James Palmer's Journal - Day
Tuesday, July 24, 2007
7:30AM - Noodling
I haven't been here in while because I'm trying to get my copywriting business going. But the other day I noticed something, chiefly how getting a writing business going can have so little to do with actually writing anything. I've finally realized that this isn't necessarily a good thing, because to be a good writer, you must write. There is no other way to get there from here. The musician's equivalent of five finger exercises, or noodling, as my old guitar teacher called it. Practicing oddball keys and chords without playing formal scales or practicing "Mary Had a Little Lamb" for five hours a day.
Now, I thought I was being clever. Being time-wise. Using business savvy. I thought it was foolish to try to write anything that you won't--or likely won't--be paid for. So I stuck with spending most of my time just trying to get writing assignments. It's great a great feeling to write something and be paid for it, even if it isn't very much, though it's the amount of payment that I'm trying to increase by getting into copywriting.
But there's a middle ground, somewhere between writing for the sake of writing, noodling, that I'm trying to stick to here. For I believe that writing and never having anything published is sort of a waste, though there are people out there who don't feel this way, who get other things out of it. Emily Dickenson was a recluse, sliding finished poems under her bedroom door, after which they were stored in a trunk until after her death. Horror writer H.P. Lovecraft fancied himself the last scion of a decaying line of aristocrats, and believed that writing for money was somehow beneath him. In fact, the thousands of letters he wrote to correspondents all over the country make up more wordage than all of his fiction combined.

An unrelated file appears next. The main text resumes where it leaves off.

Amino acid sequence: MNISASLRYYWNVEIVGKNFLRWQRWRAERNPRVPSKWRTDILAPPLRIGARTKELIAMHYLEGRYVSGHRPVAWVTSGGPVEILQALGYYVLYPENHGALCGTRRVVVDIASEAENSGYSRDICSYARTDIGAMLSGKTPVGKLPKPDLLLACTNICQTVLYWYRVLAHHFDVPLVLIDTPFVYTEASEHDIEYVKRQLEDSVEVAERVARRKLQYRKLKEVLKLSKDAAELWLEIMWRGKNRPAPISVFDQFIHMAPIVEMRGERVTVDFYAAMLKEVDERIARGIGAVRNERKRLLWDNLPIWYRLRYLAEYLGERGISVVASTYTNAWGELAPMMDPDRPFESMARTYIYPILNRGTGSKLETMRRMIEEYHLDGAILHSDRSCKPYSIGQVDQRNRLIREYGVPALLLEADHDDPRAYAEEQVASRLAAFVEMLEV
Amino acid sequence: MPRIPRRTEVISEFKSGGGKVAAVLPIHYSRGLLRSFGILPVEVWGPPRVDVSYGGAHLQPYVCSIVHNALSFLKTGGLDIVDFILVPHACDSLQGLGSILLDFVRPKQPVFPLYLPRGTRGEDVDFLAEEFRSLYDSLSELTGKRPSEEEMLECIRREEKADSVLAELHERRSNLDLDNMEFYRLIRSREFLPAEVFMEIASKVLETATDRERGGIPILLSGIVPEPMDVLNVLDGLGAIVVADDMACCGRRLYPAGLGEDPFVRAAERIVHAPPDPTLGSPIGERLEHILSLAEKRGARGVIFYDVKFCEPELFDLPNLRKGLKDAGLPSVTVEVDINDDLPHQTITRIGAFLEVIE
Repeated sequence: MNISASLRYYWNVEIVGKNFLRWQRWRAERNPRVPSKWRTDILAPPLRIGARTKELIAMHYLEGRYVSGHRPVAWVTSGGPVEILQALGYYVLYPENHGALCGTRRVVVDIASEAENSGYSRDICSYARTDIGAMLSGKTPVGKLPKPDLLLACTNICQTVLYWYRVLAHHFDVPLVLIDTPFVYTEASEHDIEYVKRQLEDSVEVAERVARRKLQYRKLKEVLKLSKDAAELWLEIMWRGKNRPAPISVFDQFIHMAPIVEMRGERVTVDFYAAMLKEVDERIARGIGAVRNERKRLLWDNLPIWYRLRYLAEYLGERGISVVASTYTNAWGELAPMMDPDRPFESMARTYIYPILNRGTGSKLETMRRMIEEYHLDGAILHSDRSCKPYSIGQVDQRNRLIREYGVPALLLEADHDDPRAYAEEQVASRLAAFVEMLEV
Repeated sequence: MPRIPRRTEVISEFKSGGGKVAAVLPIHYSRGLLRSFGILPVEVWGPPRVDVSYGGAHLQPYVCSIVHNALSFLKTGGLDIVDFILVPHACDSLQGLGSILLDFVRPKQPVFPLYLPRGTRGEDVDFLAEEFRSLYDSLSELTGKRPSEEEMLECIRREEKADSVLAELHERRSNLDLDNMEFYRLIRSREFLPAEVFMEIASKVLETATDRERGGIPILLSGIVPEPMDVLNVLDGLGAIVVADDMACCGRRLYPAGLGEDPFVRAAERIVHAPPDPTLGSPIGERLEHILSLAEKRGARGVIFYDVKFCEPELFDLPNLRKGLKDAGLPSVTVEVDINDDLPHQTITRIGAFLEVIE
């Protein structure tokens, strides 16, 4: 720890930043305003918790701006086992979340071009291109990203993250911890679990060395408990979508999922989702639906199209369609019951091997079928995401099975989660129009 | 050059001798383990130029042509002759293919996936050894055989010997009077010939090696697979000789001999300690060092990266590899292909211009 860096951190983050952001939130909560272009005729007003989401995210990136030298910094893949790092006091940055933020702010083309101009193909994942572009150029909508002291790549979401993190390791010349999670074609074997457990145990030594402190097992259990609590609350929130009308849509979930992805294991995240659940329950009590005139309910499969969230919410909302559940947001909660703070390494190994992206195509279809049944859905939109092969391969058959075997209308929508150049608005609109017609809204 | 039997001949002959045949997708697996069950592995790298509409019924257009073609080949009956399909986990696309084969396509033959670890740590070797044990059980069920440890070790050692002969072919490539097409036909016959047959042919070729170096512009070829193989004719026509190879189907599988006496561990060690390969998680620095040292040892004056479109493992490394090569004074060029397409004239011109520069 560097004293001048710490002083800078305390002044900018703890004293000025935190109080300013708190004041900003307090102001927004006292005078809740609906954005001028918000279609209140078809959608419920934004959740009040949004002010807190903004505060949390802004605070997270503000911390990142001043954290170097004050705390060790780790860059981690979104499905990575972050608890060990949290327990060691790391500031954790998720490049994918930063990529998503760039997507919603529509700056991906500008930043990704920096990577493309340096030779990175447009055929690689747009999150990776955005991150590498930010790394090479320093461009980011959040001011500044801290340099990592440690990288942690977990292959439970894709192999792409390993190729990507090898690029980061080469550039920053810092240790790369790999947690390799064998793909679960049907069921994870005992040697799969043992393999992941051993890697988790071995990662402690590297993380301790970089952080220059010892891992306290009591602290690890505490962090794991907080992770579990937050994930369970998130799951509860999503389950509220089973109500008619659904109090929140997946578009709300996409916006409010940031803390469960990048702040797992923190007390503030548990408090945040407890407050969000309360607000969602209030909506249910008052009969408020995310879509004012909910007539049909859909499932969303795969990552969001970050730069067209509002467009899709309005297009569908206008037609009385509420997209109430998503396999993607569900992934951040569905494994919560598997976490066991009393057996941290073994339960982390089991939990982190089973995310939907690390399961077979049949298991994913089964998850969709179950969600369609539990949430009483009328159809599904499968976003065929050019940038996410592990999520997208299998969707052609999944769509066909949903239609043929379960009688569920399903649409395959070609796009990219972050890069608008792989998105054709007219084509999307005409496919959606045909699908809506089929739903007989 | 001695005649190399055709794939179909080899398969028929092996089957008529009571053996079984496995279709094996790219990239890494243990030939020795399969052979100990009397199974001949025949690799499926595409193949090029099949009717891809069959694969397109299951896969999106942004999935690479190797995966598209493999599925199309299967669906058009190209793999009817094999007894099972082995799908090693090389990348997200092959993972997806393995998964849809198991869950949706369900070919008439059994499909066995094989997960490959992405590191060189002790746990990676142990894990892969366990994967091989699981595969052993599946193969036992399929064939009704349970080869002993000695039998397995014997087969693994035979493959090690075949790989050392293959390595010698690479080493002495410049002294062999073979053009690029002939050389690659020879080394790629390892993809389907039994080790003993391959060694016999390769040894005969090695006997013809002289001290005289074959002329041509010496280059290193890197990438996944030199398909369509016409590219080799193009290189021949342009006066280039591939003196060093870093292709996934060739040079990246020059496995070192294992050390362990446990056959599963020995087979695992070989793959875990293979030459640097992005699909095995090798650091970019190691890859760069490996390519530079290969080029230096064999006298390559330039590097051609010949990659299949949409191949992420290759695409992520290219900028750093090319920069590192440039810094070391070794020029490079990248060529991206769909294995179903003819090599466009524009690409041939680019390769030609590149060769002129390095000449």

Consider the fanfic authors who unleash their Harry/Draco fanfiction upon an unsuspecting Internet. Do they think they're learning how to write? Sadly, some of them do, and they have shelf upon shelf of Star Trek and Star Wars novels at their local Borders to reinforce their belief. But for the most part, I think they just like playing in someone else's universe and violating numerous copyrights. They have their reward from writing, even if it isn't monetary.
But I gotta tell ya, the money's not overrated either. And there's ways to make it work, just not by writing science fiction. Or fiction period, for that matter.
Enough of this. It's time to get back to work. In other news, I just got the cover art for the anthology from celestialstudio, so it's going out the door and on its way to the person doing the cover layout later today. I'll keep everyone posted and when it's ready, you'll all be the first to know.
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